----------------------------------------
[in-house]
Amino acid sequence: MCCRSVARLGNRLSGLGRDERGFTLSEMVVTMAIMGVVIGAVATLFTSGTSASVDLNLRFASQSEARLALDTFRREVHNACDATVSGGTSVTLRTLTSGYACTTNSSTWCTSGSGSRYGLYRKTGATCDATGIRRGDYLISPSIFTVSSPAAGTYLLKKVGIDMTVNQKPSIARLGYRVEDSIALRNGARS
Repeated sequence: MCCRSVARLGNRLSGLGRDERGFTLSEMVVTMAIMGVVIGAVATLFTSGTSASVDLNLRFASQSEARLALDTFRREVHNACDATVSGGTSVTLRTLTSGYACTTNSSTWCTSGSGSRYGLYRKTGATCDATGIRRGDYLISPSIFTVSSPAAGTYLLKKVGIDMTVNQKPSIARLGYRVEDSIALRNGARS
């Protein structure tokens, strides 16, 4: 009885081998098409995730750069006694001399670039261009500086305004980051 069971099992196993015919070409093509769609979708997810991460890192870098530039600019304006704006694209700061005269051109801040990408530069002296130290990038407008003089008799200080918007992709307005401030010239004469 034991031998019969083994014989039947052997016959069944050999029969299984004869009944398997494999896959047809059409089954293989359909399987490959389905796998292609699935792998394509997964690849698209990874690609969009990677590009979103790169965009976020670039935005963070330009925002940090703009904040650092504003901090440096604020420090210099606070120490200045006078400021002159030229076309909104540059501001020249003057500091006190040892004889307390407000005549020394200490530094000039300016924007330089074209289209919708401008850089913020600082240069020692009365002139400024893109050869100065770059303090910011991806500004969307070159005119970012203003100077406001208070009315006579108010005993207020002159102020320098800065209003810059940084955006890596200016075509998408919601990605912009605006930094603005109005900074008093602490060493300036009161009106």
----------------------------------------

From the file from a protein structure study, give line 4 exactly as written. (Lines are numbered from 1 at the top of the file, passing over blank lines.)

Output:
């Protein structure tokens, strides 16, 4: 009885081998098409995730750069006694001399670039261009500086305004980051 069971099992196993015919070409093509769609979708997810991460890192870098530039600019304006704006694209700061005269051109801040990408530069002296130290990038407008003089008799200080918007992709307005401030010239004469 034991031998019969083994014989039947052997016959069944050999029969299984004869009944398997494999896959047809059409089954293989359909399987490959389905796998292609699935792998394509997964690849698209990874690609969009990677590009979103790169965009976020670039935005963070330009925002940090703009904040650092504003901090440096604020420090210099606070120490200045006078400021002159030229076309909104540059501001020249003057500091006190040892004889307390407000005549020394200490530094000039300016924007330089074209289209919708401008850089913020600082240069020692009365002139400024893109050869100065770059303090910011991806500004969307070159005119970012203003100077406001208070009315006579108010005993207020002159102020320098800065209003810059940084955006890596200016075509998408919601990605912009605006930094603005109005900074008093602490060493300036009161009106």